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VOL. 43 | NO. 49 | Friday, December 6, 2019

Castoffs becoming heroes for Titans

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Titans receiver Kalif Raymond, who has had stops with the Broncos, Jets and Giants since being signed as an undrafted free agent in 2016, snags his first NFL touchdown, a 40-yarder at Indianapolis on Sunday.

NFL stands for Not For Long, the old adage states with regard to the average length of a player’s career.

Football fame can certainly be fleeting, and few opportunities arise for marginal players to make their mark.

Nowhere has that been more evident than with the Tennessee Titans during the past several weeks. The team suddenly surged into contention, thanks in part to unexpected and unheralded guys, those who might or might not be on the roster from week to week.

Two weeks ago it was Josh Kalu, an undrafted and practice squad player from Nebraska, who blocked a potential game-tying field goal in his seventh NFL game to save a Tennessee win against Kansas City.

This week it was receiver Kalif Raymond and cornerback Tye Smith, each with fourth quarter touchdowns in Tennessee’s 31-17 victory against Indianapolis.

Neither Raymond nor Smith came to the NFL with much of a pedigree. Both players have seen more cuts than an emergency room doctor.

Raymond was initially signed as an undrafted rookie back in 2016 by the Denver Broncos after playing his college football at Holy Cross, a Football Championship Series – formerly known as Division I-AA – school with four postseason games in 135 years of play.

Since signing with the Broncos, Raymond has found himself the property of the Jets, the Giants (twice) and the Titans (twice), having spent time on Tennessee’s practice squad this year.

He was the sensation of this year’s training camp and made the initial 53-man roster, though he was cut again and re-signed to the practice squad.

He was finally promoted back to the roster Oct. 26 and had five total receptions before he hauled in a clinching 40-yard touchdown pass from Tannehill.

For Raymond, just like Kalu a couple of weeks ago, it was his turn to make something good happen for a Titans team in which role players are expected to produce.

“I knew it was an opportunity to make a play,” Raymond says of his first NFL touchdown. “We talked about it all week that when your time comes, be ready, be prepared, and I think I was as prepared as possible to go out and make a play.”

On the other side of the ball, Smith, who hails from Towson – another FCS school – likely wouldn’t have been active had it not been for LeShaun Sims’ ankle injury. Instead, he went from a guy who has been active for only four games prior all season (including being cut from the roster for a week) to making two vital plays Sunday.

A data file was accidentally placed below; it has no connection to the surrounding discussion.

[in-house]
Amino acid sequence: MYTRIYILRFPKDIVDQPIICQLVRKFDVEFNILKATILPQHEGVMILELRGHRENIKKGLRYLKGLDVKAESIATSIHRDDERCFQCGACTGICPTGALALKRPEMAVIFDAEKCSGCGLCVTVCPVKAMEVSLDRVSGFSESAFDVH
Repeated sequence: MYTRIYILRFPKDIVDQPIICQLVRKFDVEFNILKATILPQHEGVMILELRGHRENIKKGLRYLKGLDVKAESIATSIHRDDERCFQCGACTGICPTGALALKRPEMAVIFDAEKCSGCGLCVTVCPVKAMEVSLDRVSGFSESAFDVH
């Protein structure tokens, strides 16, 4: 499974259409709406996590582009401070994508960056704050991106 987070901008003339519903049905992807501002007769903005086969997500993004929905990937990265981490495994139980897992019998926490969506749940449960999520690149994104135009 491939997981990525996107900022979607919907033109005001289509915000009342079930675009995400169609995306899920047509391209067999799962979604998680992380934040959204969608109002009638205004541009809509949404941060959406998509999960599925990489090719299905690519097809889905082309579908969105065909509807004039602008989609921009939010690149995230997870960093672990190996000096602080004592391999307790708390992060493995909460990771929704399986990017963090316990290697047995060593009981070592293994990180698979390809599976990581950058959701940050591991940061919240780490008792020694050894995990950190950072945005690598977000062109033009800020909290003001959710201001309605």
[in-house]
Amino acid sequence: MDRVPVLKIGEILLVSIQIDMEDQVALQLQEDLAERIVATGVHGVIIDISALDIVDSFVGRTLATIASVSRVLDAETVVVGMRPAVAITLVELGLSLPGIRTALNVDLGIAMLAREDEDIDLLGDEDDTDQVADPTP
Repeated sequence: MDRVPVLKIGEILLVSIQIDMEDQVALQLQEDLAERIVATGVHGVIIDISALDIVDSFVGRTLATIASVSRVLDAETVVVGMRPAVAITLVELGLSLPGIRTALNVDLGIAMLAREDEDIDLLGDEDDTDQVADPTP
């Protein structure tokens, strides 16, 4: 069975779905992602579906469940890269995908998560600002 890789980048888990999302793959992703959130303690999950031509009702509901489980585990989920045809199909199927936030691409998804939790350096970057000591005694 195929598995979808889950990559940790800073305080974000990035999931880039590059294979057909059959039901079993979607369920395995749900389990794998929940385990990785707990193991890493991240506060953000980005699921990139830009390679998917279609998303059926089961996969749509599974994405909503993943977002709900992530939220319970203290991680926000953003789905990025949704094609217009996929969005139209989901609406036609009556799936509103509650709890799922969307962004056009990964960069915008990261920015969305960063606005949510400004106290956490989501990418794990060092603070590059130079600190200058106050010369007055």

First, Smith scooped a field goal blocked by Dane Cruikshank and returned it 63 yards for a touchdown. Then, he ripped the ball away from the Colts’ Ross Travis in the red zone, where the Titans recovered and ran out the clock.

For Smith, who played 15 games in 2017 before spending last year on injured reserve, it was a long-anticipated moment in the sun.

“It’s great. It feels humbling. All glory to God,” says Smith, who was a fifth-round pick of the Seahawks in 2015 before bouncing to the Redskins practice squad and then Tennessee.

“And me just not giving up and keeping faith, and my teammates keeping faith in me. And me just improving throughout practice led me to where I am today. The coaches trusted me enough to put me out there and let me go play. It was my first game at corner.”

Who knows who will be called upon next by the Titans in a key situation with the game hanging in the balance? But whoever it is, coach Mike Vrabel expects that player to produce.

“Everybody that we have on the roster that Jon (Robinson) and I evaluate and talk about and want to bring up or bring in here, they’re expected to understand the game plan and have a role in it,” Vrabel says. “And then we decide who is going to be the 46 guys that we take out there based on versatility and injuries and everything.

“Kalif is one of those guys who has taken advantage of every opportunity he has gotten. Tye has been up a couple of games, been off the roster, been back on. He made a big play.”

And those big plays from unheralded guys don’t go unnoticed by the team’s stars.

“You never know when your number is going to be called. I tell you we have a special group, a special locker room. A guy like Kalif Raymond makes a play. It’s a special team.

“Tye is so unselfish,” cornerback Logan Ryan says. “He’s a great teammate. He really cares and he does whatever you ask him to do in practice.

“He’s been cut from the team and brought back. He plays on special teams. He plays gunner and plays all the special teams.

“People talk about me, and Malcolm Butler, Kevin Byard and Kenny Vaccaro, but people don’t know about these other guys. They’re making plays and that’s what makes this group special because those guys all believe, and they play well when the get the opportunity.”

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